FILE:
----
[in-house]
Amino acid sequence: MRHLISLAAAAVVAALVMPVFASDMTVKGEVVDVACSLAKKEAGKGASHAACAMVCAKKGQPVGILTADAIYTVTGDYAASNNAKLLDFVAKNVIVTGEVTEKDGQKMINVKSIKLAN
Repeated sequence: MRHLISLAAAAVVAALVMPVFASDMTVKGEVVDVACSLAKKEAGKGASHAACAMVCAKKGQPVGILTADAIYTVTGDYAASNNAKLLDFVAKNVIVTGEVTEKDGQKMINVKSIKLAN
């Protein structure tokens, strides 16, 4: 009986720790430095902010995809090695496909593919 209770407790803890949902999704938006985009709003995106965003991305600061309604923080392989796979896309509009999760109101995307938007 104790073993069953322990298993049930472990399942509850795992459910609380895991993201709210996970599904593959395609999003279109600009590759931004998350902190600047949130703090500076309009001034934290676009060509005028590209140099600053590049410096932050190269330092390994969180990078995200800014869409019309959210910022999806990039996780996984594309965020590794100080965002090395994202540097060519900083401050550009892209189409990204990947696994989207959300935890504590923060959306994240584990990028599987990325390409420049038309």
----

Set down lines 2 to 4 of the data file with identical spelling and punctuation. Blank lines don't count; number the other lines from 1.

Amino acid sequence: MRHLISLAAAAVVAALVMPVFASDMTVKGEVVDVACSLAKKEAGKGASHAACAMVCAKKGQPVGILTADAIYTVTGDYAASNNAKLLDFVAKNVIVTGEVTEKDGQKMINVKSIKLAN
Repeated sequence: MRHLISLAAAAVVAALVMPVFASDMTVKGEVVDVACSLAKKEAGKGASHAACAMVCAKKGQPVGILTADAIYTVTGDYAASNNAKLLDFVAKNVIVTGEVTEKDGQKMINVKSIKLAN
């Protein structure tokens, strides 16, 4: 009986720790430095902010995809090695496909593919 209770407790803890949902999704938006985009709003995106965003991305600061309604923080392989796979896309509009999760109101995307938007 104790073993069953322990298993049930472990399942509850795992459910609380895991993201709210996970599904593959395609999003279109600009590759931004998350902190600047949130703090500076309009001034934290676009060509005028590209140099600053590049410096932050190269330092390994969180990078995200800014869409019309959210910022999806990039996780996984594309965020590794100080965002090395994202540097060519900083401050550009892209189409990204990947696994989207959300935890504590923060959306994240584990990028599987990325390409420049038309």